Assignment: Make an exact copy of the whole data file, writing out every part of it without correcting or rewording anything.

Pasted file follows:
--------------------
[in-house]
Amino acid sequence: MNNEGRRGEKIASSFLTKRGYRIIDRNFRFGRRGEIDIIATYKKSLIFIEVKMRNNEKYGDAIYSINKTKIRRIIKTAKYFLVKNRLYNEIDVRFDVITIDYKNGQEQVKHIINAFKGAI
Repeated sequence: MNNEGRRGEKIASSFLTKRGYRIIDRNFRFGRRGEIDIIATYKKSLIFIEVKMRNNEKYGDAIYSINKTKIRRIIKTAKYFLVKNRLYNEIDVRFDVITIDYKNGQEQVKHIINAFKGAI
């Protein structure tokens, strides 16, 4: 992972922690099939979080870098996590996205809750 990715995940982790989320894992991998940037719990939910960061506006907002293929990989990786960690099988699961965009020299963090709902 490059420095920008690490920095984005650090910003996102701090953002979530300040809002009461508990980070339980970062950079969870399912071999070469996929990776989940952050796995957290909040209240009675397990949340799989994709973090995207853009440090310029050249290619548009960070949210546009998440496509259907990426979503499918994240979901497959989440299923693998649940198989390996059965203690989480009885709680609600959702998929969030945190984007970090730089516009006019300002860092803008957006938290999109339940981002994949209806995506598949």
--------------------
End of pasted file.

[in-house]
Amino acid sequence: MNNEGRRGEKIASSFLTKRGYRIIDRNFRFGRRGEIDIIATYKKSLIFIEVKMRNNEKYGDAIYSINKTKIRRIIKTAKYFLVKNRLYNEIDVRFDVITIDYKNGQEQVKHIINAFKGAI
Repeated sequence: MNNEGRRGEKIASSFLTKRGYRIIDRNFRFGRRGEIDIIATYKKSLIFIEVKMRNNEKYGDAIYSINKTKIRRIIKTAKYFLVKNRLYNEIDVRFDVITIDYKNGQEQVKHIINAFKGAI
């Protein structure tokens, strides 16, 4: 992972922690099939979080870098996590996205809750 990715995940982790989320894992991998940037719990939910960061506006907002293929990989990786960690099988699961965009020299963090709902 490059420095920008690490920095984005650090910003996102701090953002979530300040809002009461508990980070339980970062950079969870399912071999070469996929990776989940952050796995957290909040209240009675397990949340799989994709973090995207853009440090310029050249290619548009960070949210546009998440496509259907990426979503499918994240979901497959989440299923693998649940198989390996059965203690989480009885709680609600959702998929969030945190984007970090730089516009006019300002860092803008957006938290999109339940981002994949209806995506598949």